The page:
James Rowell

Colonel James Rowell was an English-born Australian politician and horticulturalist. Born in Cambridge, he was educated in state schools, he served in the military 1877–1917 before becoming aide-de-camp to the Governor-General. He was a horticulturalist, served on West Torrens Council. In 1917, he was appointed to the Australian Senate as a Nationalist Senator for South Australia, filling the casual vacancy caused by the resignation of William Story, contesting the House of Representatives, he contested the 1922 election as a candidate for the Liberal Party, a group of disaffected Nationalists opposed to the leadership of Prime Minister Billy Hughes. Rowell died in 1940

Ab Kettleby

Ab Kettleby is a village and civil parish in the Melton district of Leicestershire, located 3 miles north of Melton Mowbray, on the A606 road. It had a population of 501 in 2001, it is situated 3 miles southeast of the border with Nottinghamshire. The village is situated 460 feet above sea level; the neighbouring hamlets of Wartnaby and Holwell form part of the civil parish of Ab Kettleby. A Roman mosaic and pavement were found beneath the present churchyard, indicating the presence of a villa. Ab Kettleby was first recorded in the Domesday Book as Chetelbi. Ab Kettleby is of Danish origin; the name Wartnaby is of Danish origin, meaning Waerenoth's homestead. The name Holwell however is of Old English origin meaning stream in a hollow; this may refer to the spring at Holwell Mouth, close to the Six Hills to Eastwell road. St. James's Church has a Norman font, a memorial to Everard Digby one of the Gunpowder plotters; the remains of the villa, a ditch running from north to south underneath the nave have caused serious structural problems for the church.

The church closed in 2006 due to its structural problems and, following the raising of over £250,000 for repairs, it re-opened in 2013. The church was built in the 13th century but restored in 1852-3; the north aisle is Victorian. St Michael's Church, Wartnaby was built in the 13th century and restored in 1867-8, it has a double bellcote with a saddleback roof on medieval wall painting inside. Iron ore was obtained in all three parts of the parish. Holwell was the most important centre. Iron ore was first quarried to the north of Holwell on the south side of the narrow part of Landyke Lane in 1875 and continued in various places to the north and east of the hamlet until 1930. From 1931 until 1943 iron ore was mined rather than quarried east of Brown's Hill; the mine was a drift mine and the tunnel emerged from the north side of the hill in 1943. Quarrying was resumed at that point and continued until 1962; the last quarrying took place close to the road to Scalford Hall. Quarrying was done by hand with the help of explosives at first.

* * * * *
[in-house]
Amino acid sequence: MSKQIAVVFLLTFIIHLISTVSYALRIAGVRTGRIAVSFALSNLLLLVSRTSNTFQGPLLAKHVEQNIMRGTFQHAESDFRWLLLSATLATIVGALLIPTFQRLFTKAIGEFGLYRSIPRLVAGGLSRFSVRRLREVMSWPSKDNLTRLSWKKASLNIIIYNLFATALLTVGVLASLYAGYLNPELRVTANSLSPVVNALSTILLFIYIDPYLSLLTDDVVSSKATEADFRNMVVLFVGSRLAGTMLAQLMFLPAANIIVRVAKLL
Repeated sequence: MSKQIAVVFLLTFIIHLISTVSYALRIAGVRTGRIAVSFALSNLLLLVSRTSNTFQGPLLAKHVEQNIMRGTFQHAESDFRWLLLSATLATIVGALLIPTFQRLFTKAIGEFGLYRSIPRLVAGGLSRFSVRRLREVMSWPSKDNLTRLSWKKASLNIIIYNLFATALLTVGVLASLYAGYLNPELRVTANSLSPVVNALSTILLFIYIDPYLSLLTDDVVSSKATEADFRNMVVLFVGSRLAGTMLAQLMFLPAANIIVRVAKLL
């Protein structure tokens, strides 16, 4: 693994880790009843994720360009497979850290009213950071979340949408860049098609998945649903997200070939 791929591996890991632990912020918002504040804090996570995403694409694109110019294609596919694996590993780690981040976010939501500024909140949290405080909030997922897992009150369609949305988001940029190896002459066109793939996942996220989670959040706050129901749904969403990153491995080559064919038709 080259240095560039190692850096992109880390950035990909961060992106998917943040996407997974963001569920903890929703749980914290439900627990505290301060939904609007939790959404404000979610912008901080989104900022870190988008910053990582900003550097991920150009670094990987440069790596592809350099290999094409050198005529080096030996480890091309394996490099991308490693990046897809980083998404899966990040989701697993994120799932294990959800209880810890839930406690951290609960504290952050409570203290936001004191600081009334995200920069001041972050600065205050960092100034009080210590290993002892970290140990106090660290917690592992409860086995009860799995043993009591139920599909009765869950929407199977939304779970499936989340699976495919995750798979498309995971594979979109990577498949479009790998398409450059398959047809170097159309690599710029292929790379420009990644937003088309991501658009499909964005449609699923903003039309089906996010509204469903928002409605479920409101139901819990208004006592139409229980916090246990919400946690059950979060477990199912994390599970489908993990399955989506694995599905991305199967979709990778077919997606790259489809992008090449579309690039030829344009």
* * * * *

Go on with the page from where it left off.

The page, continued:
The first quarrying machine was a petrol parrafin digger introduced in 1930. The first diesel digger arrived in 1943; the ore was at first taken away by horse and cart, but the Holwell Iron Company built a standard-gauge mineral railway in 1877 which connected with the Midland Railway's Syston to Peterborough line west of Melton Mowbray. Most of this mineral railway was taken over and improved by the Midland in two stages: first as part of their Nottingham to Melton line and as their Holwell branch in 1887; this was extended the same year northwards to Wycomb Junction on the Great Northern's Waltham branch. This branch transported the ore from Holwell as well as some of that from Eaton; the Holwell company built their own iron works close to the Holwell Branch which operated from 1881. The works was called Holwell Works because it was built by the Holwell Company but was at Asfordby Hill; the quarries and the mine fed the standard gauge line by means of narrow-gauge tramways. These were at first worked by gravity or horses, but diesel locomotives were introduced in 1933.

The tramways were replaced by lorries in 1948. Part of the quarry area has been returned to agriculture. One entrance to the mine tunnel has been blocked. In 1986, the area above the mine carried warning notices; the railway has been lifted. Iron ore was quarried to the east and west of Wartnaby, to the west of the A606 and to the north of the village on both sides of the Six Hills to Eastwell Road. Quarrying began in 1879 near to Stonepit House on the north side of the latter road; the last ore was obtained close to the A606 south of the crossroads in 1929. Quarrying always seems to have been done by hand with the help of explosives. No mechanical diggers were used; the ore was taken away by narrow gauge tramway to a tipping dock on the Midland Railway's Nottingham to Melton line to the north of the Old Dalby tunnel. From there it was taken by train to the Stanton Ironworks near Nottingham; the part of the tramway close to the tipping dock was a cable-operated incline, the loaded wagons going down the incline.

The line from the quarries to the top of the incline was worked by horses at first but steam locomotives were introduced in 1880. The quarries were shallow but traces can be seen near to Stonepit House. Elsewhere as a result of the quarrying the fields are at a lower level than the roads; however at one place the Six Hills Road was diverted onto land, quarried and the old course was quarried. Parts of the tramway's earthworks can still be seen. Quarrying took place at Ab Kettleby between 1892 and 1907; the quarries were to the north of the village: on either side of the lane to Holwell. Quarrying was done by hand with the aid of explosives and the ore was taken by narrow gauge tramway to a tipping dock at the Midland Railway Holwell Branch north of Potter Hill. From there the ore was taken by train to Holwell Iron Works at Asfordby Hill; the lower end of the tramway was a cable-worked incline. At the quarry end the line was worked by horses which were replaced by steam locomotives; the gauge was, unusuall